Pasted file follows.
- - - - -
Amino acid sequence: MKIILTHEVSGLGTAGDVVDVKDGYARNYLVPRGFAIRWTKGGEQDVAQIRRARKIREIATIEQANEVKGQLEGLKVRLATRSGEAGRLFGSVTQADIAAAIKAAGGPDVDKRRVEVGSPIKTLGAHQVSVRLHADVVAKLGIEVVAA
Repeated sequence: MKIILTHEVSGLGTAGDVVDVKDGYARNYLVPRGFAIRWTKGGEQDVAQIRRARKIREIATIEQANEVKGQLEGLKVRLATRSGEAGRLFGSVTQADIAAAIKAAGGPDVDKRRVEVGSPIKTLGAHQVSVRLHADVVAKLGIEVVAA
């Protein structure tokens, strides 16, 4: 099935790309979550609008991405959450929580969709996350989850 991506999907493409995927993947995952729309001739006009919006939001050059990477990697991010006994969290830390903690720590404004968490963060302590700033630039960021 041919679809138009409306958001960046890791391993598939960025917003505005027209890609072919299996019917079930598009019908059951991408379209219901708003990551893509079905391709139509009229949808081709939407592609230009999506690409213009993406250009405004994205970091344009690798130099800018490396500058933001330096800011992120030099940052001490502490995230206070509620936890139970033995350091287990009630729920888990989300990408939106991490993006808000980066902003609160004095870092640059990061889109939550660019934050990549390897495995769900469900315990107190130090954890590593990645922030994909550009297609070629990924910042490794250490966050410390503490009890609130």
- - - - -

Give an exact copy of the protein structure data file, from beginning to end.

Amino acid sequence: MKIILTHEVSGLGTAGDVVDVKDGYARNYLVPRGFAIRWTKGGEQDVAQIRRARKIREIATIEQANEVKGQLEGLKVRLATRSGEAGRLFGSVTQADIAAAIKAAGGPDVDKRRVEVGSPIKTLGAHQVSVRLHADVVAKLGIEVVAA
Repeated sequence: MKIILTHEVSGLGTAGDVVDVKDGYARNYLVPRGFAIRWTKGGEQDVAQIRRARKIREIATIEQANEVKGQLEGLKVRLATRSGEAGRLFGSVTQADIAAAIKAAGGPDVDKRRVEVGSPIKTLGAHQVSVRLHADVVAKLGIEVVAA
């Protein structure tokens, strides 16, 4: 099935790309979550609008991405959450929580969709996350989850 991506999907493409995927993947995952729309001739006009919006939001050059990477990697991010006994969290830390903690720590404004968490963060302590700033630039960021 041919679809138009409306958001960046890791391993598939960025917003505005027209890609072919299996019917079930598009019908059951991408379209219901708003990551893509079905391709139509009229949808081709939407592609230009999506690409213009993406250009405004994205970091344009690798130099800018490396500058933001330096800011992120030099940052001490502490995230206070509620936890139970033995350091287990009630729920888990989300990408939106991490993006808000980066902003609160004095870092640059990061889109939550660019934050990549390897495995769900469900315990107190130090954890590593990645922030994909550009297609070629990924910042490794250490966050410390503490009890609130």